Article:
Classical 101 March Madness: First Round Classical
Time for the next round of voting in the Classical 101 March Madness challenge. We heard you in round one. We'll be posting the full first round results from all 4 brackets as soon as we finish the first round.
I can tell you this, there was a pretty big upset in the Baroque bracket. But alas, it is time to move on to the Classical bracket.
No. 1 Wolfgang Amadeus Mozart vs. No. 8 Maria Rosa Coccia
The godfather of Classical music; the icon of Classical airwaves; one of the two most famous composers of all time; Wolfgang Amadeus Mozart goes head-to-head with the lesser-known, comparably-gifted Maria Rosa Coccia.
We know Amadeus, but what about Maria Rosa? Like Mozart, her talents manifested early in life and by age 13 she had composed six sonatas for harpsichord and the oratorio Daniello, which was performed before her 14th birthday at the Oratory S. Filippo Neri.
At the decree of Pope Clement XI that ordered anyone practicing music in Rome to enter the Accademia di Santa Cecilia and pass a specialized exam to officially be titled as a Maestro di Capella, Maria-Rosa passed the prestigious examination at age 16. Her works were performed, but she was never given the title of Maestro di Capella or allowed to perform the duties… simply because of her gender. Who knows what she could have accomplished had she not encountered the stereotypical sexism of her time?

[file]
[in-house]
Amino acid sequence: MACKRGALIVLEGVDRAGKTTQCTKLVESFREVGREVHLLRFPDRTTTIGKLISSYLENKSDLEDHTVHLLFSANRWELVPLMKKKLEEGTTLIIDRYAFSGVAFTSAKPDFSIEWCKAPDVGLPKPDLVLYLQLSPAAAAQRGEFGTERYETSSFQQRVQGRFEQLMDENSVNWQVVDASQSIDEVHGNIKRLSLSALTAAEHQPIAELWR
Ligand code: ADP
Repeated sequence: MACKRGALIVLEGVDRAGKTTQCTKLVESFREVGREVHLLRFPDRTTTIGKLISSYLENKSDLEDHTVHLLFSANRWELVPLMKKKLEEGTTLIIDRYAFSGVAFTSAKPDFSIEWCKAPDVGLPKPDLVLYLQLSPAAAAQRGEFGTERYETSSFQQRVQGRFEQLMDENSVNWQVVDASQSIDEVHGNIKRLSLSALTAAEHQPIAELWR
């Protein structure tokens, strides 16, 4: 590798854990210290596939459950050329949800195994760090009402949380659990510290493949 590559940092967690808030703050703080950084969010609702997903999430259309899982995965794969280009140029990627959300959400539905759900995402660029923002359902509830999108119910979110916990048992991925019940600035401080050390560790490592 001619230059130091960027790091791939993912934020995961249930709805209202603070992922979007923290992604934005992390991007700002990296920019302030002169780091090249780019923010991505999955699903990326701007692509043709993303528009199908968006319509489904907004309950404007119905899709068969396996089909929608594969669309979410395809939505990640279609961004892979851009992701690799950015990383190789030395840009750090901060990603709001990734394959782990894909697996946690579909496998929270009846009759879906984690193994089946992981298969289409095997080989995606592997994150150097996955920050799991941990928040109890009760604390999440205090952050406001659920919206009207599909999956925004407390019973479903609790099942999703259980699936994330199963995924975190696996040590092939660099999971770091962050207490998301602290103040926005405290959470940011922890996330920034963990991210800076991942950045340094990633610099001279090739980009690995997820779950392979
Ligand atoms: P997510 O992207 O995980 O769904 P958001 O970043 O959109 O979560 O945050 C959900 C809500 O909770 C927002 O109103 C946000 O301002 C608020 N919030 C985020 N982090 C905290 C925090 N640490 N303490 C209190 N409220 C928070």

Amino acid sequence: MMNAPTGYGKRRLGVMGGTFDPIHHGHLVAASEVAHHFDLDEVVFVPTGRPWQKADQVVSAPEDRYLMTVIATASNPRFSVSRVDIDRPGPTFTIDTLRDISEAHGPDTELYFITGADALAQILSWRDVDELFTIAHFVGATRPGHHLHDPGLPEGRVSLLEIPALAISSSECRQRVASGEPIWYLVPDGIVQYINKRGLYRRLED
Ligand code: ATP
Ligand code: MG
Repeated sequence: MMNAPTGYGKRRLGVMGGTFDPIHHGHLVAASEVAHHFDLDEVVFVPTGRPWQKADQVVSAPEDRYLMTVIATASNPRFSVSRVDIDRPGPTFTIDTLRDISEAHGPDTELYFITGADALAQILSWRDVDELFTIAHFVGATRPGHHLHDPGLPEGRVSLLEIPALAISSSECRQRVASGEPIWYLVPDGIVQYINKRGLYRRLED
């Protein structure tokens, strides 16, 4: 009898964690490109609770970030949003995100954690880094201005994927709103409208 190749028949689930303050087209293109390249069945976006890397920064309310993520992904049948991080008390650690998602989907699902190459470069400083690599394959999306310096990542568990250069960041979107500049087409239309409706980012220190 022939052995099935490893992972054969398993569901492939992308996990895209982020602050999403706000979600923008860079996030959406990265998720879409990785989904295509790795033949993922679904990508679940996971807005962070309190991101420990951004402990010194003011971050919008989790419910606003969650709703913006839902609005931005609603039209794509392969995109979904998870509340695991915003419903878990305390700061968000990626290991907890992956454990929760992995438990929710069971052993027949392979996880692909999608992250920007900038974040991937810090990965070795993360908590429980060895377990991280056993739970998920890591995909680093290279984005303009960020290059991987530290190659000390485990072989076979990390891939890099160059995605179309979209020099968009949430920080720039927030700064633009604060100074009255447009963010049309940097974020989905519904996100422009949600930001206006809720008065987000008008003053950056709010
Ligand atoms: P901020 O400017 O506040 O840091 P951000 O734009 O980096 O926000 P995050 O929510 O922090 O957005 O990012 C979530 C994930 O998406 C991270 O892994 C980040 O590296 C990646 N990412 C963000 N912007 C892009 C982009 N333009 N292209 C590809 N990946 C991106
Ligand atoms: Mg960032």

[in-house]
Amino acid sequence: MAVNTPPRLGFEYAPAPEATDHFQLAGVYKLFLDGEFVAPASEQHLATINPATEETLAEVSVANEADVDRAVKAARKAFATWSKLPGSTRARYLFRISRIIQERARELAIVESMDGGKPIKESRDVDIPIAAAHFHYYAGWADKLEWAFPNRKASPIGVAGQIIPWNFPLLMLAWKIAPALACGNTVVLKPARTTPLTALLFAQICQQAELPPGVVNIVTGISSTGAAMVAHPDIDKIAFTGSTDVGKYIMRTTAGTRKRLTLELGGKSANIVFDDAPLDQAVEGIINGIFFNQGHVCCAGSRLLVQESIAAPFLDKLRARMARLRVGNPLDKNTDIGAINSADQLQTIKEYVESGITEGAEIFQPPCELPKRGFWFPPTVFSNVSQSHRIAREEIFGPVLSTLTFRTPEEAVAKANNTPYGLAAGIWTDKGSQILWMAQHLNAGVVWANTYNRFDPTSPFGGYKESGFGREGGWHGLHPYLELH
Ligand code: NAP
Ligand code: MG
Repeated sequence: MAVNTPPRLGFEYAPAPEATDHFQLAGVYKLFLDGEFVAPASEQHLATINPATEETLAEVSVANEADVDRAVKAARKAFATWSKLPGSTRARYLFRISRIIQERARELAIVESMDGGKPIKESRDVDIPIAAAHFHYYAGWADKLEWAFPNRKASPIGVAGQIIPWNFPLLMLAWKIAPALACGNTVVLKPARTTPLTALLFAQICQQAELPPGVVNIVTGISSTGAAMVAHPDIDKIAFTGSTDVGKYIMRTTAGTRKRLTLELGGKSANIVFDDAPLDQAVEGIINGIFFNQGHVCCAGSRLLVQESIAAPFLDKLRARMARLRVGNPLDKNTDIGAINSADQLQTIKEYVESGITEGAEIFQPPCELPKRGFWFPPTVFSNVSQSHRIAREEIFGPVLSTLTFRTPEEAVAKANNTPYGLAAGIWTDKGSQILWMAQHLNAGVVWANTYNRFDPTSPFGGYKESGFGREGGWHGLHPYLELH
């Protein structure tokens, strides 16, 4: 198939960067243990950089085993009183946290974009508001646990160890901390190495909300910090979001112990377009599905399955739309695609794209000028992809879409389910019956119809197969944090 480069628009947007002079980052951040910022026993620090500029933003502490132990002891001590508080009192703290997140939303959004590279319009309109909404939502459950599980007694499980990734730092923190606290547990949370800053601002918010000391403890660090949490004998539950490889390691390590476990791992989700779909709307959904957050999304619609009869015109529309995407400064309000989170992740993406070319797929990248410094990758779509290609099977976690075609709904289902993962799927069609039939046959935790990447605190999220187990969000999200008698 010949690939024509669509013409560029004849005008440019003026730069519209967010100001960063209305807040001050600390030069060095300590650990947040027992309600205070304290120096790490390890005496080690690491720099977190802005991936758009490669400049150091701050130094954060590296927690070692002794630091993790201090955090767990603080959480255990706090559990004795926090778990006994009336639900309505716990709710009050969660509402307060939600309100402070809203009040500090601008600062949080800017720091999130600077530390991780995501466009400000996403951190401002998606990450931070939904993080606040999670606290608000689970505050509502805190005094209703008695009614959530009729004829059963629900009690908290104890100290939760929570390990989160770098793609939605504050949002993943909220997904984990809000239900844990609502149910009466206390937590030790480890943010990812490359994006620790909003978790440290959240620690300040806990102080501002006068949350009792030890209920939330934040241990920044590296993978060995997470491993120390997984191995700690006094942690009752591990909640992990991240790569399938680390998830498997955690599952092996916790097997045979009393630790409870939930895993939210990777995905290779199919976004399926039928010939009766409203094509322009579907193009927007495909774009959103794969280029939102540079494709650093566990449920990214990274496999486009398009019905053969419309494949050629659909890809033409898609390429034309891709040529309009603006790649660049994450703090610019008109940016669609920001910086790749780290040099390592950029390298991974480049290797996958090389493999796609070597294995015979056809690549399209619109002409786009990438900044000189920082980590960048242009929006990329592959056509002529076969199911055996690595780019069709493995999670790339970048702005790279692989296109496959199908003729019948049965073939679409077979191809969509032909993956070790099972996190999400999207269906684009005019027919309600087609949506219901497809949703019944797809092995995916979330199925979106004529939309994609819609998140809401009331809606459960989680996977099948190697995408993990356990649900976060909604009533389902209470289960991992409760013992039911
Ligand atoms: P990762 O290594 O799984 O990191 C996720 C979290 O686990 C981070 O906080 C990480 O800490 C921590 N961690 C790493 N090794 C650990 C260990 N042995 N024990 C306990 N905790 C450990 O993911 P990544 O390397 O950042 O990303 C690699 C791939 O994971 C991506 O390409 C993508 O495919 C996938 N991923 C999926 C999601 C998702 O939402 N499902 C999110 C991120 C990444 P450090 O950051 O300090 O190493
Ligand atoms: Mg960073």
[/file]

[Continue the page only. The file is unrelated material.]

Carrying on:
No. 2 Carl Philipp Emanuel Bach vs. No. 7 Georg Reutter
Georg Reutter was known as "the single most influential musician in Vienna” in his time. His works include 8 oratorio and nearly 30 other staged dramatic works.
Of course, everyone knows Carl Philipp Emanuel Bach’s pedigree. Son of the great Johann Sebastien Bach and godson of Georg Philipp Telemann, CPE Bach was also a prodigious composer in his own right. In fact, his music surpassed the popularity of his father’s in the later half of the 18th century.
No. 3 Joseph Haydn vs. No. 6 Marie-Anne-Catherine Quinault
The “Father of the String Quartet” is up to bat against the first woman to receive the Order of St. Michael award for composition while maintaining a demanding performance schedule at the Paris Opera.
No. 4 Georg Philipp Telemann vs. No. 5 Domenico Scarlatti
Georg Philipp Telemann is the quintessential music maverick; he was a multi-instrumentalist composer who was self-taught and composed against the wishes of his family. Up against this black sheep composer we have Domenico Scarlatti. Although Scarlatti is generally considered a Baroque composer, his music bridged the gap between the two periods and helped shape the Classical soundscape with more than 555 keyboard sonatas.